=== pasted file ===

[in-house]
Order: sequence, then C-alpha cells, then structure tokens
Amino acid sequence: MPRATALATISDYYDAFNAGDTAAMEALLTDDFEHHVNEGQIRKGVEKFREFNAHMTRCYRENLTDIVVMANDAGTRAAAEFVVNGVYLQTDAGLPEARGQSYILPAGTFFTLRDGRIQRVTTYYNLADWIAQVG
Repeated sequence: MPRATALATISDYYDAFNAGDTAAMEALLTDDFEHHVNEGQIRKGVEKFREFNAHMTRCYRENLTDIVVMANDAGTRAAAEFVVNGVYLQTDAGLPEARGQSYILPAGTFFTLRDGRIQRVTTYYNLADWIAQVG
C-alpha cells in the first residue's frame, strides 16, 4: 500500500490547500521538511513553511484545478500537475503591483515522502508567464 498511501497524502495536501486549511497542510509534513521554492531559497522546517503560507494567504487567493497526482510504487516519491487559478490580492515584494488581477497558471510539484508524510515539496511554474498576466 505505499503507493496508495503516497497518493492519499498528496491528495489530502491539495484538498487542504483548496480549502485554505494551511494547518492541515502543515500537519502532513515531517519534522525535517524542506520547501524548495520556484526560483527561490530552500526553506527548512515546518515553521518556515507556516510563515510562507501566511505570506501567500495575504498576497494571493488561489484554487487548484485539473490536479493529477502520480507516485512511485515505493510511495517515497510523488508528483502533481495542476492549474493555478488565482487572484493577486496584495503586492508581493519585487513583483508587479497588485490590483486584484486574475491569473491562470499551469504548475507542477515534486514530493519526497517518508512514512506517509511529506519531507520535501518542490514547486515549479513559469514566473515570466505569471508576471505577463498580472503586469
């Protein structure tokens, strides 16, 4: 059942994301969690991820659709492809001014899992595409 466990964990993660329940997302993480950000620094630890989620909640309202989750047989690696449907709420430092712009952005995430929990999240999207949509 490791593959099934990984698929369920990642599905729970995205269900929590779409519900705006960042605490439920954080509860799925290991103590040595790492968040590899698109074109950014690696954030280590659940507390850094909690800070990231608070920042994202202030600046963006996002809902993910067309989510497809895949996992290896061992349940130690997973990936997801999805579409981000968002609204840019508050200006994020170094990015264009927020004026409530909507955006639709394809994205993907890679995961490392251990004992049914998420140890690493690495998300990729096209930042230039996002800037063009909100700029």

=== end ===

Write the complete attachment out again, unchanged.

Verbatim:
[in-house]
Order: sequence, then C-alpha cells, then structure tokens
Amino acid sequence: MPRATALATISDYYDAFNAGDTAAMEALLTDDFEHHVNEGQIRKGVEKFREFNAHMTRCYRENLTDIVVMANDAGTRAAAEFVVNGVYLQTDAGLPEARGQSYILPAGTFFTLRDGRIQRVTTYYNLADWIAQVG
Repeated sequence: MPRATALATISDYYDAFNAGDTAAMEALLTDDFEHHVNEGQIRKGVEKFREFNAHMTRCYRENLTDIVVMANDAGTRAAAEFVVNGVYLQTDAGLPEARGQSYILPAGTFFTLRDGRIQRVTTYYNLADWIAQVG
C-alpha cells in the first residue's frame, strides 16, 4: 500500500490547500521538511513553511484545478500537475503591483515522502508567464 498511501497524502495536501486549511497542510509534513521554492531559497522546517503560507494567504487567493497526482510504487516519491487559478490580492515584494488581477497558471510539484508524510515539496511554474498576466 505505499503507493496508495503516497497518493492519499498528496491528495489530502491539495484538498487542504483548496480549502485554505494551511494547518492541515502543515500537519502532513515531517519534522525535517524542506520547501524548495520556484526560483527561490530552500526553506527548512515546518515553521518556515507556516510563515510562507501566511505570506501567500495575504498576497494571493488561489484554487487548484485539473490536479493529477502520480507516485512511485515505493510511495517515497510523488508528483502533481495542476492549474493555478488565482487572484493577486496584495503586492508581493519585487513583483508587479497588485490590483486584484486574475491569473491562470499551469504548475507542477515534486514530493519526497517518508512514512506517509511529506519531507520535501518542490514547486515549479513559469514566473515570466505569471508576471505577463498580472503586469
């Protein structure tokens, strides 16, 4: 059942994301969690991820659709492809001014899992595409 466990964990993660329940997302993480950000620094630890989620909640309202989750047989690696449907709420430092712009952005995430929990999240999207949509 490791593959099934990984698929369920990642599905729970995205269900929590779409519900705006960042605490439920954080509860799925290991103590040595790492968040590899698109074109950014690696954030280590659940507390850094909690800070990231608070920042994202202030600046963006996002809902993910067309989510497809895949996992290896061992349940130690997973990936997801999805579409981000968002609204840019508050200006994020170094990015264009927020004026409530909507955006639709394809994205993907890679995961490392251990004992049914998420140890690493690495998300990729096209930042230039996002800037063009909100700029």